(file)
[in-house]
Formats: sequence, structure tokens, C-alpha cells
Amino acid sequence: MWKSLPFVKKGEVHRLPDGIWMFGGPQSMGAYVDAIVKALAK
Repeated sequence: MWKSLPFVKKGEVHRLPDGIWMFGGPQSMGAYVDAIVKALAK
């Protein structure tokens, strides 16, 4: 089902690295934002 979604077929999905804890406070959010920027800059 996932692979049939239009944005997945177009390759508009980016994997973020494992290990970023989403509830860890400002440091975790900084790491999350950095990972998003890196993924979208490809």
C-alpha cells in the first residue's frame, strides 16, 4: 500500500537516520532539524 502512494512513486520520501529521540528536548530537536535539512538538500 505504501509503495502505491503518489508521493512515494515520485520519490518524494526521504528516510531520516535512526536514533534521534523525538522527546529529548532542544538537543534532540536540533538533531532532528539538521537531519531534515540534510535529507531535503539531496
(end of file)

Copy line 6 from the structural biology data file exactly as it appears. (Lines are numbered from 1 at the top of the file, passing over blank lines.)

C-alpha cells in the first residue's frame, strides 16, 4: 500500500537516520532539524 502512494512513486520520501529521540528536548530537536535539512538538500 505504501509503495502505491503518489508521493512515494515520485520519490518524494526521504528516510531520516535512526536514533534521534523525538522527546529529548532542544538537543534532540536540533538533531532532528539538521537531519531534515540534510535529507531535503539531496